During a recent visit to Melbourne – and in celebration of the brand’s expansion into home fragrance – Feeney not only filled MECCA in on the latest from Floral Street, but also gave us a peep into her 30-plus years of transforming and amplifying some of the world’s biggest beauty brands.
From putting Crème de la Mer on the map and raising millions for HIV/AIDS via M.A.C Cosmetics – and, of course, developing a sustainability-first fragrance brand like no other – here are five facts you ought to know about Michelle Feeney.
She worked at the first-ever London Fashion Week
She was the first beauty director at the PR firm that inspired Absolutely Fabulous
Feeney’s PR career kicked off in the wings of legendary publicist Lynne Franks, who was also the inspiration for Ab Fab’s Edina Monsoon. “When I first saw the series I couldn’t laugh,” shared Feeney, “It was real life!”
At just 26, Feeney became director of the firm’s new beauty division, which put her creativity at the forefront as she boosted the cultural relevance of up-and-coming brands. Franks’ firm was also involved with several charities and philanthropic events – such as Fashion Cares, Live Aid, Fashion Aid and Human Rights Now! – and prioritised female empowerment and sustainability from an early stage. This experience became the foundation for Feeney’s future beauty and brand-building endeavours: “It was a very exciting time, I learnt about real entrepreneurship, having different ideas, doing it differently and having the guts to do it.”
Feeney put Crème de la Mer on the map
After a stint at Bumble and bumble (you can thank Feeney for some of the cult hair products that sit on your bathroom shelves) and starting her own PR agency, the brand-builder was headhunted by Estée Lauder Companies in New York, tasked with the challenge to make a certain pot of face cream an overnight success.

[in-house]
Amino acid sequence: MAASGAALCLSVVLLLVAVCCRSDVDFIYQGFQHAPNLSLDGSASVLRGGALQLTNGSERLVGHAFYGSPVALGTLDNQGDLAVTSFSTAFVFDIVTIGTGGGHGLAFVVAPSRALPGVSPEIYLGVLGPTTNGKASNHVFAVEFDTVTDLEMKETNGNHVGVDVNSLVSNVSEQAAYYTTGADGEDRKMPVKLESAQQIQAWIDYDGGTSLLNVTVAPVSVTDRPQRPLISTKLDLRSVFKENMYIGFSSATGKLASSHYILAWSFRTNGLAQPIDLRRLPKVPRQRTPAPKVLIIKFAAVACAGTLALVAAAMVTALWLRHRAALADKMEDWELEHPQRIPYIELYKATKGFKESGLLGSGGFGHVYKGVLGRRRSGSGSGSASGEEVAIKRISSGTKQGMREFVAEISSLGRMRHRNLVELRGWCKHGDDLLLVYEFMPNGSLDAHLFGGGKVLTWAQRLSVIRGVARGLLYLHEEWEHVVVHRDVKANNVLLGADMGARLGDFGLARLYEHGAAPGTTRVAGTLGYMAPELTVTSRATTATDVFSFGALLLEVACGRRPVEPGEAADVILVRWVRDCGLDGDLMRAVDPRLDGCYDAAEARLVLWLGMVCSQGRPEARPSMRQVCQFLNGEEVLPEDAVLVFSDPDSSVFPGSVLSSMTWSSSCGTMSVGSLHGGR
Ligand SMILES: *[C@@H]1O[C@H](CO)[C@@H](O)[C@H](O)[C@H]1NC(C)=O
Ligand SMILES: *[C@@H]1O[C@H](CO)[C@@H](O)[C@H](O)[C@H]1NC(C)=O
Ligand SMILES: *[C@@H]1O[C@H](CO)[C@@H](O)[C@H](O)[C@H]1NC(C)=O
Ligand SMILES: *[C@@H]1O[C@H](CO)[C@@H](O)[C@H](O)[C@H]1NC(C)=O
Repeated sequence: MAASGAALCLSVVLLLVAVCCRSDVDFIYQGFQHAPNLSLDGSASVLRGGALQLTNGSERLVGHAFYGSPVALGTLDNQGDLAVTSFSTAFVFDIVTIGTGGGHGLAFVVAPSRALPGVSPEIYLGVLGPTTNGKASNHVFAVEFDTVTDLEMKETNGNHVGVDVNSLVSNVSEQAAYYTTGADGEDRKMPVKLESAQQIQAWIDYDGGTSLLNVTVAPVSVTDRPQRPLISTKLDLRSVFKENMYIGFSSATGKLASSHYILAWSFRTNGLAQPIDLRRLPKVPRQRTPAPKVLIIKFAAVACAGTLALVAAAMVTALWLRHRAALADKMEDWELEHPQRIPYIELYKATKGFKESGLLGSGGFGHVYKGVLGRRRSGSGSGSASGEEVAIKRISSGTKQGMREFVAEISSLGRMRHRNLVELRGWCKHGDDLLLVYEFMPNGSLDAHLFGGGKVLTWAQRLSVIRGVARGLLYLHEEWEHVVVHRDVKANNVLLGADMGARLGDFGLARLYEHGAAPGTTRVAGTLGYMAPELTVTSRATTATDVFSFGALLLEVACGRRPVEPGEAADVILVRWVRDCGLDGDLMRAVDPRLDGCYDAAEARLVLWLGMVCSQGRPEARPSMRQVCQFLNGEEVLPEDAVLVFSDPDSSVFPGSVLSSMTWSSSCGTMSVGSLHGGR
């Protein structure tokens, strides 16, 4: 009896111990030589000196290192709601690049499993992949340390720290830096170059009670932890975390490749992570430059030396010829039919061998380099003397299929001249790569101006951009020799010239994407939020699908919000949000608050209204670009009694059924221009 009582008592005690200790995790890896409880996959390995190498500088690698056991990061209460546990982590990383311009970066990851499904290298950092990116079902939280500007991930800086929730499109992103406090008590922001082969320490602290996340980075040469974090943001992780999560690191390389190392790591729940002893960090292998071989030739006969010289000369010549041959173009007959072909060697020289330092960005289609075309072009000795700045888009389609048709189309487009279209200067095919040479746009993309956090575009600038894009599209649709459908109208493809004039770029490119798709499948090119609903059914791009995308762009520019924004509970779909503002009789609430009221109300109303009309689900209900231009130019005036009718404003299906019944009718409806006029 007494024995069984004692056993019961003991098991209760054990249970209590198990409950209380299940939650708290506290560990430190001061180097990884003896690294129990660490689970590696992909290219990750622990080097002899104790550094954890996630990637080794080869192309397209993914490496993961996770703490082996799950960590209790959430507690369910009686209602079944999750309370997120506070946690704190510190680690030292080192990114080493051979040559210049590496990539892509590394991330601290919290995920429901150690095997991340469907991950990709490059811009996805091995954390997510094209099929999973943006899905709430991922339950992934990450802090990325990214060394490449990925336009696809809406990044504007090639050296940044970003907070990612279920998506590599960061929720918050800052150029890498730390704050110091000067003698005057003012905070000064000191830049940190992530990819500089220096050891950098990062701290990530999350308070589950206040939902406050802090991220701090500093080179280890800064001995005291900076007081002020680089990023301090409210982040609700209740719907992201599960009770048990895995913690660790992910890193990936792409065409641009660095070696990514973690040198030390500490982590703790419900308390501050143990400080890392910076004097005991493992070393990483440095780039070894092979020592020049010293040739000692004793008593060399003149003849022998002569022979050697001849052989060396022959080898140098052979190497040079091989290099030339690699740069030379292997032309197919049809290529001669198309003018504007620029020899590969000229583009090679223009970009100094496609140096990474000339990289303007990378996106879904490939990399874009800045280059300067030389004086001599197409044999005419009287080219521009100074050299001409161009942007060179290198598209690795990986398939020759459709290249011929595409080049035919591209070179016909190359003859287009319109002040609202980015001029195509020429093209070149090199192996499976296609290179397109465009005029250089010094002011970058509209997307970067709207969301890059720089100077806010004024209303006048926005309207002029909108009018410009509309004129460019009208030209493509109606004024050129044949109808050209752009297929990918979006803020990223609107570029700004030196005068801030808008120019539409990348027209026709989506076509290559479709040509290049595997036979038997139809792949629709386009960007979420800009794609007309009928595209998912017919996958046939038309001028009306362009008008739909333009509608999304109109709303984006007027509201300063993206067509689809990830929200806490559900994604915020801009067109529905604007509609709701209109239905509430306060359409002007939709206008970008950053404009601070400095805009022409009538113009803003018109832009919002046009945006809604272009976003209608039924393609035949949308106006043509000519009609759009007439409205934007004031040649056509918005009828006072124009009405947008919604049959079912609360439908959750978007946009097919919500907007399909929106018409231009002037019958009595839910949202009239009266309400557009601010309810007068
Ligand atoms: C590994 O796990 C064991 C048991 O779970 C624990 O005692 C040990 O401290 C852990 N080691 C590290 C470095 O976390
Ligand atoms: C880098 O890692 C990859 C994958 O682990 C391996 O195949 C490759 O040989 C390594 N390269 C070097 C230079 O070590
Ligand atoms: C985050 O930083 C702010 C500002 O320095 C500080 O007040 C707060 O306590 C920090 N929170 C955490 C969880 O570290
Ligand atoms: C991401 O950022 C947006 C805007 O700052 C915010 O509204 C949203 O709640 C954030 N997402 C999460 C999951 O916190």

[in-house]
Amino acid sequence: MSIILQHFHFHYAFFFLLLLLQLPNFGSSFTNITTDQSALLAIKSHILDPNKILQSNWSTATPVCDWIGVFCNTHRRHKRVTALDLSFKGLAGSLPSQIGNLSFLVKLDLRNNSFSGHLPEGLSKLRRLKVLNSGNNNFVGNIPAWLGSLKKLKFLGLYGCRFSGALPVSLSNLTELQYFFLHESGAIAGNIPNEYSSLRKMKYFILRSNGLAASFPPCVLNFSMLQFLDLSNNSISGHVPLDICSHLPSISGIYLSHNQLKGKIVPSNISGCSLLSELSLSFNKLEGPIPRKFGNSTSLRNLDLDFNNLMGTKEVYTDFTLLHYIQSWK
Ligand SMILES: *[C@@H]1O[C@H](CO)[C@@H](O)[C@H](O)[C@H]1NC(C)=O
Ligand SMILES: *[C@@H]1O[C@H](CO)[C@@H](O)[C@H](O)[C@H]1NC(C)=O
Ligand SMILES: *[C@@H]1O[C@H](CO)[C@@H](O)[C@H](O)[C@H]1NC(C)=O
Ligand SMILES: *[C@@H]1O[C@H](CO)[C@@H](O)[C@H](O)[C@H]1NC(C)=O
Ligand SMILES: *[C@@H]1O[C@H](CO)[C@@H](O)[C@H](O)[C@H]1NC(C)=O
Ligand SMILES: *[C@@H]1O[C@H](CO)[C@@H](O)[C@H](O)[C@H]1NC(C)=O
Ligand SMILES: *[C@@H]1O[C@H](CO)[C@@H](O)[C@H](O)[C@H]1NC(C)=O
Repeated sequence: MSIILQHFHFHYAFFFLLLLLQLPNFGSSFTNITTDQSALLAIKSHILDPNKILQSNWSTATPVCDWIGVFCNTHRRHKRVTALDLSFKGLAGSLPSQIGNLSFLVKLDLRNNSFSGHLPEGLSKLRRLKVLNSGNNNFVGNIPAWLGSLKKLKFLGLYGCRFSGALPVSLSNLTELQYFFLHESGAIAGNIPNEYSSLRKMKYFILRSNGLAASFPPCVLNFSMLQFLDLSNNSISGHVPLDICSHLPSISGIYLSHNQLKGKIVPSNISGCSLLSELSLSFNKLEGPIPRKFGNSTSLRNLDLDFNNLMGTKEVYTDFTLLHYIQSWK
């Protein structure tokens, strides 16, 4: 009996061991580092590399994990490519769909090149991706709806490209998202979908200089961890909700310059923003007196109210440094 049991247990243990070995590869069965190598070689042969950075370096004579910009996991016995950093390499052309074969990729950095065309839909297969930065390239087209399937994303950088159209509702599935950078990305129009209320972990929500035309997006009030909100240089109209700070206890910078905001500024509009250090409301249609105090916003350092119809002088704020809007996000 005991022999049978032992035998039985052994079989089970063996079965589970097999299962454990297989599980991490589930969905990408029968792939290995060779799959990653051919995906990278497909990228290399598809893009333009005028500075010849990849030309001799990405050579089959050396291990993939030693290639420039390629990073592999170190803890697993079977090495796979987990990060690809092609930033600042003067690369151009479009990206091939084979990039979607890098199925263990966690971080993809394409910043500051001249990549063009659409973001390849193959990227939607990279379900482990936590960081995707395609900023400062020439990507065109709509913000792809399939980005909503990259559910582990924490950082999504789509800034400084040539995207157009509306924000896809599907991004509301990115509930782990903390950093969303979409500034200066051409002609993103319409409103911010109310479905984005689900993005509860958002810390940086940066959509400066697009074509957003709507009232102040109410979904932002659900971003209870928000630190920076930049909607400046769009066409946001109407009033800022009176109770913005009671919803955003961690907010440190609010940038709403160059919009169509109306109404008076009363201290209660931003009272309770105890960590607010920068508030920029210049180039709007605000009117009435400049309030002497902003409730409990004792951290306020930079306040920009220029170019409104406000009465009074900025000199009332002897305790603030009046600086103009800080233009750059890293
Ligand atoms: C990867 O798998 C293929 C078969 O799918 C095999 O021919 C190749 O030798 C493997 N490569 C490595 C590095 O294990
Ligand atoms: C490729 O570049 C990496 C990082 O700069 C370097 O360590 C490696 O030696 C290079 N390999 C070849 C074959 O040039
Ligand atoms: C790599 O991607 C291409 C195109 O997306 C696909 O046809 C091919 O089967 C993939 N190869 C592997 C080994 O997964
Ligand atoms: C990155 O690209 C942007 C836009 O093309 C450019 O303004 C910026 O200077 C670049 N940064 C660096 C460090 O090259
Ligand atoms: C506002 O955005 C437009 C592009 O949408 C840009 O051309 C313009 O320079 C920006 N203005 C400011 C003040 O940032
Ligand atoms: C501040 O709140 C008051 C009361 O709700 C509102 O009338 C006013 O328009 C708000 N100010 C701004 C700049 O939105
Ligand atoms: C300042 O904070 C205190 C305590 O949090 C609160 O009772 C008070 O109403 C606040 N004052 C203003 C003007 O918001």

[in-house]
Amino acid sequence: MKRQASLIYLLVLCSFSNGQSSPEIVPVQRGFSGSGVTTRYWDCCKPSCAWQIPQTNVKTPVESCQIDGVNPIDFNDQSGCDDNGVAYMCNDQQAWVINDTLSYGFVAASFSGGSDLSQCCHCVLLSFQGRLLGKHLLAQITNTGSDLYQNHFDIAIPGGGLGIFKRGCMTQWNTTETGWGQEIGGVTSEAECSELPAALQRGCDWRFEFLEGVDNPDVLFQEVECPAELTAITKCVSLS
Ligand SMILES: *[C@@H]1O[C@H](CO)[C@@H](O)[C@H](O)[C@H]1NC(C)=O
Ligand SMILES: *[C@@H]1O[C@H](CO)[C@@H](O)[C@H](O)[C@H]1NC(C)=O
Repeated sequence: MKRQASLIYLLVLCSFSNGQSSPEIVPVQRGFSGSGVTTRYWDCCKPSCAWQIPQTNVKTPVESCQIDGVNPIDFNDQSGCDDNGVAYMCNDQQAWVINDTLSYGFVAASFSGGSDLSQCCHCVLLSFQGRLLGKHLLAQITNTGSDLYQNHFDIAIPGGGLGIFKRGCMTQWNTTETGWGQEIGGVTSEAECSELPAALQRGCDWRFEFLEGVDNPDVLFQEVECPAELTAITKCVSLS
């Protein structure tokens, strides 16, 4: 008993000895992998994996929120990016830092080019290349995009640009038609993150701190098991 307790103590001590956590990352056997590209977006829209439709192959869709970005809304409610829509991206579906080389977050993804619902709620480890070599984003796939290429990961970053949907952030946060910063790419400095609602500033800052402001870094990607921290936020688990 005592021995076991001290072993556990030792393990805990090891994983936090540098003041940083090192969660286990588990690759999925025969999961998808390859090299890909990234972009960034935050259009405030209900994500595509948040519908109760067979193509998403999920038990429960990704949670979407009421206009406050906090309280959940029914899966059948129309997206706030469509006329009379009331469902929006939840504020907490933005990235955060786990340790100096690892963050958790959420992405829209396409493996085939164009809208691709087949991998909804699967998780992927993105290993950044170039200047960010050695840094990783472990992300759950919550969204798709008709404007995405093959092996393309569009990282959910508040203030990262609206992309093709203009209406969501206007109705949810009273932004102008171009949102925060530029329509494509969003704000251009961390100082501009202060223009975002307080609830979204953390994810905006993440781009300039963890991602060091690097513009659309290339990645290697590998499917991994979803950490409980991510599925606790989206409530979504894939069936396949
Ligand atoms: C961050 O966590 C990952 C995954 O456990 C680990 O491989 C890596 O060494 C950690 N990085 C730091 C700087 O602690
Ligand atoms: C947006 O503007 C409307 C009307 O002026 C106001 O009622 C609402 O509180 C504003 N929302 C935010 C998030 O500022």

And that she did – with a mysterious history, a long list of regenerative promises and an unheard of (at the time) price tag, La Mer’s hero moisturiser, Crème de la Mer, became the most-wanted skincare product in the world, and one of the first beauty products with a waitlist upon its release. “Our launch strategy completely changed the game in beauty,” Feeney says of the cream’s success.
She spearheaded M.A.C’s Viva Glam and AIDS Fund
After a few years at Estée Lauder Companies, Feeney became vice president of global communications for M.A.C Cosmetics. It was in this role that she realised the extent to which the beauty industry could generate broader social awareness and change.
“If you can do good, why wouldn’t you?” she says. “It made my job so worthwhile, and I was really empowered.”
Feeney’s team led M.A.C to become a globally adored billion-dollar brand. She developed M.A.C’s artistry program, putting education at the forefront, found a place for the brand backstage at fashion weeks and amplified the M.A.C AIDS Fund through collaborations in pop culture, music and fashion.
It was the good in the brand that drove Feeney to grow it: “The more successful M.A.C became, the more money and power we had to help fight AIDS across the world,” she told MECCA.
She pioneered sustainability in the fragrance industry through Floral Street
A member of the British Beauty Council’s sustainability coalition, Michelle’s laser focus on sourcing, supply chain and doing things differently comes through in every element of her fragrance brand, Floral Street (named after Floral Street in London’s Covent Garden).
“Fragrance was old fashioned; the way it was marketed – there was no [emphasis on] sustainability,” she says of her decision to enter a category without any prior experience. “I drew on my learnings from M.A.C – they coined the word ‘masstige’, which meant prestige product at a really good price point, and nobody was doing that in fragrance.”
Floral Street ticks all the boxes (in fact, some might say they built a few of the ‘boxes’ from scratch!) – from having total visibility and transparency over each ingredient in their scents (concocted by industry-leading nose, Jérome Epinette), to ditching cellophane wrapping and leading the way with industry-first compostable, reusable and recyclable pulp packaging.